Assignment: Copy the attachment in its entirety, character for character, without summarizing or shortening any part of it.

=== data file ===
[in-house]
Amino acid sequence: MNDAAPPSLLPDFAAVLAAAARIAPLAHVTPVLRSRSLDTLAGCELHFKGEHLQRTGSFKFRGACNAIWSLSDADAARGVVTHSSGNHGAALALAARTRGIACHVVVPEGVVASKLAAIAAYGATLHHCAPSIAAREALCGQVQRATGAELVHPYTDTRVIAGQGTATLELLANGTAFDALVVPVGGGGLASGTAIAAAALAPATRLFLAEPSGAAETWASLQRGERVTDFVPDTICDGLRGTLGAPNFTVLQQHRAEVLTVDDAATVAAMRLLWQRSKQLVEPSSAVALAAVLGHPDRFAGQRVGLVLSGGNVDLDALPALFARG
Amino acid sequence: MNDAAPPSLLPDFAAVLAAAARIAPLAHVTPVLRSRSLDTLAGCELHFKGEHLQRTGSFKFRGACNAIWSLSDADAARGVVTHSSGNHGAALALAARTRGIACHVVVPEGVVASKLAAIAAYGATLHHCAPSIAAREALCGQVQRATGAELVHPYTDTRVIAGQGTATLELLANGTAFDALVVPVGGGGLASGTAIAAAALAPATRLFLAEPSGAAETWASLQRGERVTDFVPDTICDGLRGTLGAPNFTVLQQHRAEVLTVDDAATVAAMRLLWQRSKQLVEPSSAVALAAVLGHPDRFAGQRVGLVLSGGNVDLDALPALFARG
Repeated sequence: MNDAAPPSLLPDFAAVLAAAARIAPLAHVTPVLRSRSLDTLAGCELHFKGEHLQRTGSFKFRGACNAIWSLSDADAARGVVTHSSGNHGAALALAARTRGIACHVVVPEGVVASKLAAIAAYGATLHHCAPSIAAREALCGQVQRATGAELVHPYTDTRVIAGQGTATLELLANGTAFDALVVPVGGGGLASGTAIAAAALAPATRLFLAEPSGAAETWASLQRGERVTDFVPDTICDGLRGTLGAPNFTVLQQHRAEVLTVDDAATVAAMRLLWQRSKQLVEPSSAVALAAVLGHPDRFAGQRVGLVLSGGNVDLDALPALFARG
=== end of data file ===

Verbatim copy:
[in-house]
Amino acid sequence: MNDAAPPSLLPDFAAVLAAAARIAPLAHVTPVLRSRSLDTLAGCELHFKGEHLQRTGSFKFRGACNAIWSLSDADAARGVVTHSSGNHGAALALAARTRGIACHVVVPEGVVASKLAAIAAYGATLHHCAPSIAAREALCGQVQRATGAELVHPYTDTRVIAGQGTATLELLANGTAFDALVVPVGGGGLASGTAIAAAALAPATRLFLAEPSGAAETWASLQRGERVTDFVPDTICDGLRGTLGAPNFTVLQQHRAEVLTVDDAATVAAMRLLWQRSKQLVEPSSAVALAAVLGHPDRFAGQRVGLVLSGGNVDLDALPALFARG
Amino acid sequence: MNDAAPPSLLPDFAAVLAAAARIAPLAHVTPVLRSRSLDTLAGCELHFKGEHLQRTGSFKFRGACNAIWSLSDADAARGVVTHSSGNHGAALALAARTRGIACHVVVPEGVVASKLAAIAAYGATLHHCAPSIAAREALCGQVQRATGAELVHPYTDTRVIAGQGTATLELLANGTAFDALVVPVGGGGLASGTAIAAAALAPATRLFLAEPSGAAETWASLQRGERVTDFVPDTICDGLRGTLGAPNFTVLQQHRAEVLTVDDAATVAAMRLLWQRSKQLVEPSSAVALAAVLGHPDRFAGQRVGLVLSGGNVDLDALPALFARG
Repeated sequence: MNDAAPPSLLPDFAAVLAAAARIAPLAHVTPVLRSRSLDTLAGCELHFKGEHLQRTGSFKFRGACNAIWSLSDADAARGVVTHSSGNHGAALALAARTRGIACHVVVPEGVVASKLAAIAAYGATLHHCAPSIAAREALCGQVQRATGAELVHPYTDTRVIAGQGTATLELLANGTAFDALVVPVGGGGLASGTAIAAAALAPATRLFLAEPSGAAETWASLQRGERVTDFVPDTICDGLRGTLGAPNFTVLQQHRAEVLTVDDAATVAAMRLLWQRSKQLVEPSSAVALAAVLGHPDRFAGQRVGLVLSGGNVDLDALPALFARG